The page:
In Washington's latest game of chicken, President Obama is recruiting voters who see things his way to provide an edge in his quest to get congressional Republicans to accept tax increases on the nation's wealthiest. His newest weapon? A Twitter hashtag.
A handful of Republicans in Congress say they won't honor the Grover Norquist-led no-new-taxes pledge if it prevents a deal to avert the fiscal cliff. "Grover still swings a hammer," says one adviser. "There just aren't as many nails." But others think entitlements, not taxes, could be the sticking point.
The White House issued a short report Monday warning of the risks to holiday spending and the 2013 economy if policymakers fail to reach an agreement to avoid the fiscal cliff. The report seemed aimed at raising pressure on Republicans to strike a deal with President Obama.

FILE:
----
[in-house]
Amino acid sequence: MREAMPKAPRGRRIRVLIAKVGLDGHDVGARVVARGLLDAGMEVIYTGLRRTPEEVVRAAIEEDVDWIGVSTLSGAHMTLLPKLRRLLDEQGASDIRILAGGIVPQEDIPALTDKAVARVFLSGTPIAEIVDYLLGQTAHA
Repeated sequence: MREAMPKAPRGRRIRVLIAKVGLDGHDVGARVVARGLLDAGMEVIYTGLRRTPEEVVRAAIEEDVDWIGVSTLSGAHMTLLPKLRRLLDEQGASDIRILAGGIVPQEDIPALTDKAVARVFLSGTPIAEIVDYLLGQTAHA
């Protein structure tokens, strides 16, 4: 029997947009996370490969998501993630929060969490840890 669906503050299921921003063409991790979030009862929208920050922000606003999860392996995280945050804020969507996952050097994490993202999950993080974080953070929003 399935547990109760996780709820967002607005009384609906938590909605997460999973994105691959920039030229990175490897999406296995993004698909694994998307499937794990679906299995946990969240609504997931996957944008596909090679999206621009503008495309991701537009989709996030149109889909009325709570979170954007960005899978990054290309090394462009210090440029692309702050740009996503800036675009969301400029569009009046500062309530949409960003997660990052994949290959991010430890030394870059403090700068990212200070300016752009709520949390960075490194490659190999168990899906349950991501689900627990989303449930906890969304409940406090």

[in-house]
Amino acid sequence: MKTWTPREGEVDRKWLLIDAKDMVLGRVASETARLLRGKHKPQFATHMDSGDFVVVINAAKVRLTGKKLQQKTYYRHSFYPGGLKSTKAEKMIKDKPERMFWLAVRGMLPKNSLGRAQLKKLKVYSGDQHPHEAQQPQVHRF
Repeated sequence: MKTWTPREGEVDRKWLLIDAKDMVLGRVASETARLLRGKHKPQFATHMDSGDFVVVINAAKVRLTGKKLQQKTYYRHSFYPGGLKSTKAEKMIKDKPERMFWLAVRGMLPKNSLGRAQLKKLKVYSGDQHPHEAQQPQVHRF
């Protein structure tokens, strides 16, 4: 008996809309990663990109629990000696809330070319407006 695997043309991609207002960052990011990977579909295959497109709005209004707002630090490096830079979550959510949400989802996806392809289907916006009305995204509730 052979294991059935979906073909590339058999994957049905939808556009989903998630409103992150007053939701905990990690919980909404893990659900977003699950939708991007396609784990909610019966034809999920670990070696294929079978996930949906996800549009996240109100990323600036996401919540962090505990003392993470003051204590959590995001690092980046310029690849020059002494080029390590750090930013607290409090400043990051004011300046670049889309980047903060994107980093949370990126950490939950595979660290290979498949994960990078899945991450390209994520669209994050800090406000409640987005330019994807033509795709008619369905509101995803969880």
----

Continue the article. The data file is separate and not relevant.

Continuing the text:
Think superPACs were a waste of wealthy donors' money this election season? Consider how New York City Mayor Michael Bloomberg's superPAC was able to help engineer an upset in one congressional race outside Los Angeles.
Election-related lawsuits have more than doubled since 2000. There has been at least one post-election litigation in every general or midterm election since 2000, with the exception of 2002. Legal experts blame the flawed election process and the fact that voters don't like their candidates to concede.
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